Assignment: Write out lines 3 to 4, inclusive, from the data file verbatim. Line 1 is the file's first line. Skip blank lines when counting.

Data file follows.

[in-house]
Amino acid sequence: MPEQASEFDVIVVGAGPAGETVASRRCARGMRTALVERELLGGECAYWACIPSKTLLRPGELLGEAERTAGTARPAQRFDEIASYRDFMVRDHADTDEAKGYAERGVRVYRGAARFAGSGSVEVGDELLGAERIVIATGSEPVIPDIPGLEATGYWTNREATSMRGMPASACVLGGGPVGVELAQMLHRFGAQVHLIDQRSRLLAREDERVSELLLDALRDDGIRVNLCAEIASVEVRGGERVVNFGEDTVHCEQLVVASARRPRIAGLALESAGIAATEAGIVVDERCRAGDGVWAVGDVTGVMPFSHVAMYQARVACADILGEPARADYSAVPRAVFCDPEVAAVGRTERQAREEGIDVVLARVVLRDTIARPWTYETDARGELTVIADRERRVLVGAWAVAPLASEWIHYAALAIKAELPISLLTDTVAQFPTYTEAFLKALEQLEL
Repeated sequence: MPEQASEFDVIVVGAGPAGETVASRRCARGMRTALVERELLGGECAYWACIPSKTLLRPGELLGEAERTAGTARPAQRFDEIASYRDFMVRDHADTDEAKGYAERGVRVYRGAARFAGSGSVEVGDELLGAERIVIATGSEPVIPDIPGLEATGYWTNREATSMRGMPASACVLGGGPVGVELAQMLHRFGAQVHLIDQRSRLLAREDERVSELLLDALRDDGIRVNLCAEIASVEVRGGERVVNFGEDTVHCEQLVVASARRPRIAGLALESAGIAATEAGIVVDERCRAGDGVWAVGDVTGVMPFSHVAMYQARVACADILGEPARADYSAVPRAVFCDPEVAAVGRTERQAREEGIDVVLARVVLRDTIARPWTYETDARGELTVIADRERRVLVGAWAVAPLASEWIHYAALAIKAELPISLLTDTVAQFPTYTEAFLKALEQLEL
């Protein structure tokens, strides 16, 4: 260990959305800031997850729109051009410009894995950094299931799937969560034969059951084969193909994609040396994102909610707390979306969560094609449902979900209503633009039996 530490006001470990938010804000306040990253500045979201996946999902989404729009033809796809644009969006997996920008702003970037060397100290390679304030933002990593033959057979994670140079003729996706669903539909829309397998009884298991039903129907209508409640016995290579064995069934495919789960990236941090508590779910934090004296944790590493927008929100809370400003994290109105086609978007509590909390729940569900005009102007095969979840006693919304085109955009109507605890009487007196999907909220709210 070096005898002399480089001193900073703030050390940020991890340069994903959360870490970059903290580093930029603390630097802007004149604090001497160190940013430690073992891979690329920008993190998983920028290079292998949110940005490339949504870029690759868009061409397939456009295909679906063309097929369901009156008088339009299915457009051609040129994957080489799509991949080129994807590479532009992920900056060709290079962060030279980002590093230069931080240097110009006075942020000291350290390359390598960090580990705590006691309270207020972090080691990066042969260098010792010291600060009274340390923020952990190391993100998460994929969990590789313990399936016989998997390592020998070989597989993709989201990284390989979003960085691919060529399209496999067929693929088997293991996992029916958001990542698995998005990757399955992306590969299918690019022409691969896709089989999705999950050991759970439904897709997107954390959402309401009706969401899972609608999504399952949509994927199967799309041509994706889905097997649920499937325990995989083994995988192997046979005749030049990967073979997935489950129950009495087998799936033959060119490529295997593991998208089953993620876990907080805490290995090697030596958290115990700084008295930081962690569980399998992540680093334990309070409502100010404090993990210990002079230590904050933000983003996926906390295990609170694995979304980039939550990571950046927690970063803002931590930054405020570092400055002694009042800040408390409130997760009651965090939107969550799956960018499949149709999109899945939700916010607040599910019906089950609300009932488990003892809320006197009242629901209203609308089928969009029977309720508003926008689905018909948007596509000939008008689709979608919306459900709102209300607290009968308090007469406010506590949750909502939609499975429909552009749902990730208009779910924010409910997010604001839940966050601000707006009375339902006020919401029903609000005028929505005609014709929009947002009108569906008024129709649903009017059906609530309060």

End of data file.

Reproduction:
Repeated sequence: MPEQASEFDVIVVGAGPAGETVASRRCARGMRTALVERELLGGECAYWACIPSKTLLRPGELLGEAERTAGTARPAQRFDEIASYRDFMVRDHADTDEAKGYAERGVRVYRGAARFAGSGSVEVGDELLGAERIVIATGSEPVIPDIPGLEATGYWTNREATSMRGMPASACVLGGGPVGVELAQMLHRFGAQVHLIDQRSRLLAREDERVSELLLDALRDDGIRVNLCAEIASVEVRGGERVVNFGEDTVHCEQLVVASARRPRIAGLALESAGIAATEAGIVVDERCRAGDGVWAVGDVTGVMPFSHVAMYQARVACADILGEPARADYSAVPRAVFCDPEVAAVGRTERQAREEGIDVVLARVVLRDTIARPWTYETDARGELTVIADRERRVLVGAWAVAPLASEWIHYAALAIKAELPISLLTDTVAQFPTYTEAFLKALEQLEL
């Protein structure tokens, strides 16, 4: 260990959305800031997850729109051009410009894995950094299931799937969560034969059951084969193909994609040396994102909610707390979306969560094609449902979900209503633009039996 530490006001470990938010804000306040990253500045979201996946999902989404729009033809796809644009969006997996920008702003970037060397100290390679304030933002990593033959057979994670140079003729996706669903539909829309397998009884298991039903129907209508409640016995290579064995069934495919789960990236941090508590779910934090004296944790590493927008929100809370400003994290109105086609978007509590909390729940569900005009102007095969979840006693919304085109955009109507605890009487007196999907909220709210 070096005898002399480089001193900073703030050390940020991890340069994903959360870490970059903290580093930029603390630097802007004149604090001497160190940013430690073992891979690329920008993190998983920028290079292998949110940005490339949504870029690759868009061409397939456009295909679906063309097929369901009156008088339009299915457009051609040129994957080489799509991949080129994807590479532009992920900056060709290079962060030279980002590093230069931080240097110009006075942020000291350290390359390598960090580990705590006691309270207020972090080691990066042969260098010792010291600060009274340390923020952990190391993100998460994929969990590789313990399936016989998997390592020998070989597989993709989201990284390989979003960085691919060529399209496999067929693929088997293991996992029916958001990542698995998005990757399955992306590969299918690019022409691969896709089989999705999950050991759970439904897709997107954390959402309401009706969401899972609608999504399952949509994927199967799309041509994706889905097997649920499937325990995989083994995988192997046979005749030049990967073979997935489950129950009495087998799936033959060119490529295997593991998208089953993620876990907080805490290995090697030596958290115990700084008295930081962690569980399998992540680093334990309070409502100010404090993990210990002079230590904050933000983003996926906390295990609170694995979304980039939550990571950046927690970063803002931590930054405020570092400055002694009042800040408390409130997760009651965090939107969550799956960018499949149709999109899945939700916010607040599910019906089950609300009932488990003892809320006197009242629901209203609308089928969009029977309720508003926008689905018909948007596509000939008008689709979608919306459900709102209300607290009968308090007469406010506590949750909502939609499975429909552009749902990730208009779910924010409910997010604001839940966050601000707006009375339902006020919401029903609000005028929505005609014709929009947002009108569906008024129709649903009017059906609530309060």